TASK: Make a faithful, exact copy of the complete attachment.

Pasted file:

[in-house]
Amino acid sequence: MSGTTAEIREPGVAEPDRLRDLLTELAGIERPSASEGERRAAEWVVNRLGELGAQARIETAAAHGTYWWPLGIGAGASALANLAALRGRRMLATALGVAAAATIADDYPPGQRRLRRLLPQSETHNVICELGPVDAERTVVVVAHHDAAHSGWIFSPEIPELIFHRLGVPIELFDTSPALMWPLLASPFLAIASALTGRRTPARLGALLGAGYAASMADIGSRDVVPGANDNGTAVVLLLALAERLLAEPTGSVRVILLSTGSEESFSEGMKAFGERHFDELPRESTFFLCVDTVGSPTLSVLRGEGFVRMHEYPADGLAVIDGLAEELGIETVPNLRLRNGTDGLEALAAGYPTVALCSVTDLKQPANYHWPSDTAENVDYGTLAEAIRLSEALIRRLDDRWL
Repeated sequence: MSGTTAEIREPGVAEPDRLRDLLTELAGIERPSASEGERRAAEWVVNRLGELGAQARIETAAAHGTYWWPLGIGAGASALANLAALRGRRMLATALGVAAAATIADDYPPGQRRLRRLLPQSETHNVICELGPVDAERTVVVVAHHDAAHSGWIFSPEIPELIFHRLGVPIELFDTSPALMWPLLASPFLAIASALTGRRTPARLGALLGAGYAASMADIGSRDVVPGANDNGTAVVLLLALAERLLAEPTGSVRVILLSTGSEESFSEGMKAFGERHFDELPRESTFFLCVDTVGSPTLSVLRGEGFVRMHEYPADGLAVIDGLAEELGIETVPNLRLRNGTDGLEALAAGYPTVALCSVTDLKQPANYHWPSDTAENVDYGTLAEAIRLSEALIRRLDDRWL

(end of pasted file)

[in-house]
Amino acid sequence: MSGTTAEIREPGVAEPDRLRDLLTELAGIERPSASEGERRAAEWVVNRLGELGAQARIETAAAHGTYWWPLGIGAGASALANLAALRGRRMLATALGVAAAATIADDYPPGQRRLRRLLPQSETHNVICELGPVDAERTVVVVAHHDAAHSGWIFSPEIPELIFHRLGVPIELFDTSPALMWPLLASPFLAIASALTGRRTPARLGALLGAGYAASMADIGSRDVVPGANDNGTAVVLLLALAERLLAEPTGSVRVILLSTGSEESFSEGMKAFGERHFDELPRESTFFLCVDTVGSPTLSVLRGEGFVRMHEYPADGLAVIDGLAEELGIETVPNLRLRNGTDGLEALAAGYPTVALCSVTDLKQPANYHWPSDTAENVDYGTLAEAIRLSEALIRRLDDRWL
Repeated sequence: MSGTTAEIREPGVAEPDRLRDLLTELAGIERPSASEGERRAAEWVVNRLGELGAQARIETAAAHGTYWWPLGIGAGASALANLAALRGRRMLATALGVAAAATIADDYPPGQRRLRRLLPQSETHNVICELGPVDAERTVVVVAHHDAAHSGWIFSPEIPELIFHRLGVPIELFDTSPALMWPLLASPFLAIASALTGRRTPARLGALLGAGYAASMADIGSRDVVPGANDNGTAVVLLLALAERLLAEPTGSVRVILLSTGSEESFSEGMKAFGERHFDELPRESTFFLCVDTVGSPTLSVLRGEGFVRMHEYPADGLAVIDGLAEELGIETVPNLRLRNGTDGLEALAAGYPTVALCSVTDLKQPANYHWPSDTAENVDYGTLAEAIRLSEALIRRLDDRWL